Tag reading "NOT OK" lies on wet ground

On not being OK

This is a guest post. The author is an anonymous geek woman.

Trigger warning for body shame and eating disorders.

I am thirteen and at my first comic/sci-fi expo. I’d had no idea what to expect, and I’m stressed out. The place is packed, and everything seems to be anime and everything seems to cost money. It’s the height of Dragonball-Z‘s popularity in New Zealand and there are Gokus competing in Kah-me-ha-me-ha competitions in the hall. There are signings by people from Battlestar Galactica and Star Trek, two more things I’m not into. There is the ubiquitous Xena stall. The Lord of The Rings won’t come out till later this year.

I look around and feel like the only girl in the room, not that you can actually tell. I am a weird, wide-eyed child still round with puppy fat, in blue dungarees, clutching my favourite “Hellblazer’ volume. I have Batman and Xena dolls in my backpack, but they’ve been played with and chewed on and generally treated like a toy, not a collectible.

Eventually I find a corner to sit in and watch people. I’m looking out for my friends, most of whom are busy talking Evangelion or Star Trek.

Then I spot them. I’m not the only girl in the room. There are a bevvy of them – And they’re all dressed up as Sailor Scouts. I recognise sailor scouts from five years ago when Sailor Moon played on TV after the Samurai Pizza Cats in the mornings before school. I liked the pizza cats better.

But these sailor scouts are older than me, they’re thin and pretty and everyone is paying attention to them. Cosplay’s not big here, and these five girls look perfect. They pose for photos and simper and smile.

Later, when I mention them to my friends (who are all boys) They make a big deal over how hot those girls were. I look at my thighs and decide to go on a diet.

Five years later and I’m at a roleplaying convention. This is more my pace – I know most everyone here, I’m even running a game for the first time ever. Before the first round a guy I know comes and sits next to me, pointing out a mutual friend who just got engaged. “There’s a reason to keep doing your sports and things,” he says, gesturing to our friend “I swear the only way she got a guy was by stealing his soul and keeping it in a jar.”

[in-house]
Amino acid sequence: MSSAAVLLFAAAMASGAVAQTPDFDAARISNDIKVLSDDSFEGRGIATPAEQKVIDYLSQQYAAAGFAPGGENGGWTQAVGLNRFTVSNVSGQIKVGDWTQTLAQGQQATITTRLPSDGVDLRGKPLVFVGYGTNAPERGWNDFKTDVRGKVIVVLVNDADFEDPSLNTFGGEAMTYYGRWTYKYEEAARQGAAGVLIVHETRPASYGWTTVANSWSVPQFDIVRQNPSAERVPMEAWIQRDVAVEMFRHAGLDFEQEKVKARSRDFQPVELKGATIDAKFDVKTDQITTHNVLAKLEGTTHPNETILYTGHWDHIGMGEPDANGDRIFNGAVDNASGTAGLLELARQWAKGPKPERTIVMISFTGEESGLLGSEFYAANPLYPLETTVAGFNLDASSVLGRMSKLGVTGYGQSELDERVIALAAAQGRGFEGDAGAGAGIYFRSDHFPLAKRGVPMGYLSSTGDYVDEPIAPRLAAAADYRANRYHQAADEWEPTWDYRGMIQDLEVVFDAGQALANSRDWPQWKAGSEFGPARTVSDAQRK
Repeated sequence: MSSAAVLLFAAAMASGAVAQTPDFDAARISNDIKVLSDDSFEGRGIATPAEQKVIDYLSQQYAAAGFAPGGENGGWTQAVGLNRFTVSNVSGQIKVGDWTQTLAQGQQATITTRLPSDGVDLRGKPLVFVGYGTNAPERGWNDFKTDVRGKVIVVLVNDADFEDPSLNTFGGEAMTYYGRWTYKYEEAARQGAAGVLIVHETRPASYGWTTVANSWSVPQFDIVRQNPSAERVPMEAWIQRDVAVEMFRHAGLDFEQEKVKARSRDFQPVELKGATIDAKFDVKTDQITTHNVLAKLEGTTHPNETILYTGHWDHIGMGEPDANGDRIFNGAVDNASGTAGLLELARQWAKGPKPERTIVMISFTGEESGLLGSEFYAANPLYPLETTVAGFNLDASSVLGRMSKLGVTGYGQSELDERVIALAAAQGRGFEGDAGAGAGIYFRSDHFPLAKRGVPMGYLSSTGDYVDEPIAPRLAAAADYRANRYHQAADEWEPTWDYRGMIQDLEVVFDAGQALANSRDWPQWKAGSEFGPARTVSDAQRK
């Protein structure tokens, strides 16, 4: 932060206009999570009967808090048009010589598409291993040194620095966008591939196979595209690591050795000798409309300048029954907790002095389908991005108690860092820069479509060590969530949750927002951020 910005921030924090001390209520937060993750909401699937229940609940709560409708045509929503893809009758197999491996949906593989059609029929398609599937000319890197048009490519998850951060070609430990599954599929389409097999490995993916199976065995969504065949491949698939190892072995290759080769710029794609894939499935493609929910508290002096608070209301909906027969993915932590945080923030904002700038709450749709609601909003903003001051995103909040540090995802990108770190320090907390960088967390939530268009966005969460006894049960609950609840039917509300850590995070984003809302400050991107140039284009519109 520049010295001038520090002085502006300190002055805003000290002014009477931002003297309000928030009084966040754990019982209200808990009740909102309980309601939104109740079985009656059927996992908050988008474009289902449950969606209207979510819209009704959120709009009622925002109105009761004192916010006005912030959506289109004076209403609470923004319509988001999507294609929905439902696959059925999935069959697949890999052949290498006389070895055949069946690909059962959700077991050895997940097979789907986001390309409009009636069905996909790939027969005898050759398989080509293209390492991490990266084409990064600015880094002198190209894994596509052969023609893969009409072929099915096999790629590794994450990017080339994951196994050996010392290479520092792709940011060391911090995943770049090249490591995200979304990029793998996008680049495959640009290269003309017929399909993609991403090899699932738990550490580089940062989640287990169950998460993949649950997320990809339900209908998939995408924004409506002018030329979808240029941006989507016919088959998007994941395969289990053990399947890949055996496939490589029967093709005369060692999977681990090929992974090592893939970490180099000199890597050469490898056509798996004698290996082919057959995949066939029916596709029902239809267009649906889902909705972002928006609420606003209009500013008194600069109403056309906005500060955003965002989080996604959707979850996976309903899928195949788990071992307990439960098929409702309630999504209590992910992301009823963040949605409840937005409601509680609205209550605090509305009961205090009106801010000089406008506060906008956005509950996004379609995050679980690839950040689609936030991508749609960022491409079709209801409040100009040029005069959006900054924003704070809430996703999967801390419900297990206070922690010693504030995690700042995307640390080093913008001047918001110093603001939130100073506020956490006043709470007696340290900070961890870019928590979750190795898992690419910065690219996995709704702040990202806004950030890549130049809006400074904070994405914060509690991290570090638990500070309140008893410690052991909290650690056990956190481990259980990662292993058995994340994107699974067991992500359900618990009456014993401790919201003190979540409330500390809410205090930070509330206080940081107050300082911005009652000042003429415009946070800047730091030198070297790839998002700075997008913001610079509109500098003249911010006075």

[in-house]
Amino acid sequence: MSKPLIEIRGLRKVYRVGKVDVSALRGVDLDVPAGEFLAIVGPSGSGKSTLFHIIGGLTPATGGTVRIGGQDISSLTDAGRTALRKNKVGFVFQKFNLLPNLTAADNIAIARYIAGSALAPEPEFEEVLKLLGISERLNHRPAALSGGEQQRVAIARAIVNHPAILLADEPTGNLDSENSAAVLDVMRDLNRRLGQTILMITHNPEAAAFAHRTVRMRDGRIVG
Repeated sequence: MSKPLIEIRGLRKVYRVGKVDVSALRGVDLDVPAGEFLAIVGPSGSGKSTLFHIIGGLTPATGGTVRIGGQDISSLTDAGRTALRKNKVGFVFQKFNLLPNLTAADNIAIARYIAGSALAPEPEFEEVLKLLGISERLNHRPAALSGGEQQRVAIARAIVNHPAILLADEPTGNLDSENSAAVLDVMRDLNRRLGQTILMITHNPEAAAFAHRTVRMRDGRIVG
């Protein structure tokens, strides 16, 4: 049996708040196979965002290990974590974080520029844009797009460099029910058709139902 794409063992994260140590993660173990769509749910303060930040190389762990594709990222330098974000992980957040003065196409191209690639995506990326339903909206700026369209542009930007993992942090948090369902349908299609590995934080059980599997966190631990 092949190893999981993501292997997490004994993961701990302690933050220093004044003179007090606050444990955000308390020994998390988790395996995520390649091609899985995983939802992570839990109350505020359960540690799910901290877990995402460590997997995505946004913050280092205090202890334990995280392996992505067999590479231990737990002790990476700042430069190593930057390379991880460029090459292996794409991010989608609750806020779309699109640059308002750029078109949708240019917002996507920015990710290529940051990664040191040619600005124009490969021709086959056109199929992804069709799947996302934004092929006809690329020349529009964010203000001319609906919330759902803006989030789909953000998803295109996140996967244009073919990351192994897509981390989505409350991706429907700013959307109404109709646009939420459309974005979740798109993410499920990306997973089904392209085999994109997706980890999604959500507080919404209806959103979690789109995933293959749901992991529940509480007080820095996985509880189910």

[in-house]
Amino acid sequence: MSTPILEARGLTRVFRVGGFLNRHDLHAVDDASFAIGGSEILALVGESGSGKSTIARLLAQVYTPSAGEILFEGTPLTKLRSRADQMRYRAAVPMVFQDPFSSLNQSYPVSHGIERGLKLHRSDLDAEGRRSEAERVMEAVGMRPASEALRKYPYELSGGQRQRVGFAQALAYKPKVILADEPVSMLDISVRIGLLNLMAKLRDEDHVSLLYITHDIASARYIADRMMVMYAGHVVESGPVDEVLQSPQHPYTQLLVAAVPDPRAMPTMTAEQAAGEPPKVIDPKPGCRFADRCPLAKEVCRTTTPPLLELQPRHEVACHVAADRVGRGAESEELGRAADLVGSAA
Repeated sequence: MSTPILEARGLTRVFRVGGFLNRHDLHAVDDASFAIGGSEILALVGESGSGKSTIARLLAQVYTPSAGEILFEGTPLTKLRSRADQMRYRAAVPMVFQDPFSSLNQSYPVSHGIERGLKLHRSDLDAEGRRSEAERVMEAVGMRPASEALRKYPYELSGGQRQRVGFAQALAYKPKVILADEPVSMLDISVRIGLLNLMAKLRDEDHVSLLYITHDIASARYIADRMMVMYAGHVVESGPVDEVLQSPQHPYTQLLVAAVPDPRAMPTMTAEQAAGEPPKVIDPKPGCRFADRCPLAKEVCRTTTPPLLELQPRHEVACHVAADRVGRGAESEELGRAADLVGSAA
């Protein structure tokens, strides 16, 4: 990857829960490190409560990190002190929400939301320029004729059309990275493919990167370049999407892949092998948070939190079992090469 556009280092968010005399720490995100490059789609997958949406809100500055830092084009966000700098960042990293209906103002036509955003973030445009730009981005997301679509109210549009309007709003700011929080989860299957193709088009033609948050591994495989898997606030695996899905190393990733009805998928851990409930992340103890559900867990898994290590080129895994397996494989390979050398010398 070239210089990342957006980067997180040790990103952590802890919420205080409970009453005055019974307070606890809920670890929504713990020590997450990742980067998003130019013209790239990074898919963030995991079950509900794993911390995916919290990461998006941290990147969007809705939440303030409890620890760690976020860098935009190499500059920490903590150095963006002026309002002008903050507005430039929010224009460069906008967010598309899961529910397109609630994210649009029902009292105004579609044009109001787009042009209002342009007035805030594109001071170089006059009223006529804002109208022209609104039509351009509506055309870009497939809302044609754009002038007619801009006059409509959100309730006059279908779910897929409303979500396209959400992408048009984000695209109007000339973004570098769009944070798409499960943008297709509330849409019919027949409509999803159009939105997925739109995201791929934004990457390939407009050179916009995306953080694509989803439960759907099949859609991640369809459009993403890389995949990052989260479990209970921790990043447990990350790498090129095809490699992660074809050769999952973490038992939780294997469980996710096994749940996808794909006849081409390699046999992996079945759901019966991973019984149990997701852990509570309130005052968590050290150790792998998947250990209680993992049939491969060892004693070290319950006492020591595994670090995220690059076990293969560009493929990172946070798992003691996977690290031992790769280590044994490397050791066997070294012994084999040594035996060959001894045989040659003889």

I am utterly stunned. Yes, our friend is fat. So is her fiancee. So is the guy talking to me. I mutter something. During the first game we all put junk food on the table, and I am in hell. I eat way more than everyone else (or maybe I just think I do) and sit, squirming, till the end of the three hour session. Then I make a break for it. Up to the floor being prepared for the LARP, so no one will be in the toilets. I make myself throw up over and over until I can’t get anything else out.

I’m a geek, and I’m bulimic.

I sit weekly among stacks of corn chips and M&Ms, pizza and Pepsi when I roleplay. My mind is NEVER totally on the game. Depending on my mood, a part of it is always there, calculating how much to eat, and how to purge.

I get this idea that we, as geeks, are expected to rise above the common herd that are influenced by advertising and self-hate. We’re so much cleverer than that, so much more accepting! We were the fat kids in high school!

But we’re not. After all, geek boys lusts after the thin ones, every geek girl is bombarded with pictures of thin Leia, thin Xena, thin Sailor Scouts. Comics portray thin people as good, fat people as bad. There’s a reason Desire is slim and Despair is fat. Women get the same role-models in geek culture as they do in the rest of the world, but that culture is determined not to address this, nor to address the problems it might cause us.

I’ve grown up through both geek and jock culture and they’re both the same. Dominated by men, a thin varnish over pervasive misogyny. The only difference is where the jocks know the girls have eating disorders, but don’t care; the geeks genuinely think that this part of the world cannot touch them.

So it’s okay to make fat jokes, cos everyone knows you don’t mean them, not when you’re fat and 2/3rds of the room is too. And it’s okay to mock girls who are “stupid” enough to want to starve or puke themselves pretty, because we all know that geeks are too smart to succumb to such base stuff as the desire for control and perfection.

The comments on people’s bodies that are flat out rude, excused by social awkwardness and “I was just saying”. I sit uncomfortably in these conversations. My disorder has only been remarked upon in ways that are scathing. The attempts at recovery which lead to “you’ve put on weight.” in a flat, ugly tone. The times when it has been so bad I stopped eating only resulted in comments like “God, you look skeletal.” “Go have a sandwich or something!”

I want to know if I’m the only geek who has an ED. I’m afraid the answer is yes.

Of course, there is another factor – EDs are women’s problems. Geek culture is not “girly” and rejects all notions of “girly”. Why bother with body image issues when that’s clearly a girl problem. By discussing them geek culture would have to highlight the way id currently uses women’s bodies – confront the paradox that to be welcomed as a woman you must be hot, but to be taken seriously you must be not-hot. And both parties must endeavour to become “one of the boys” (except when there’s an opportunity to objectify the hot ones) and not bring up irrelevant girl problems.

Even when those girl problems might be killing our friends.

No geek has ever looked at me, puffy and red-eyed, or bony thin, or exhausted from exercise and asked “are you okay?”

“Are you okay?”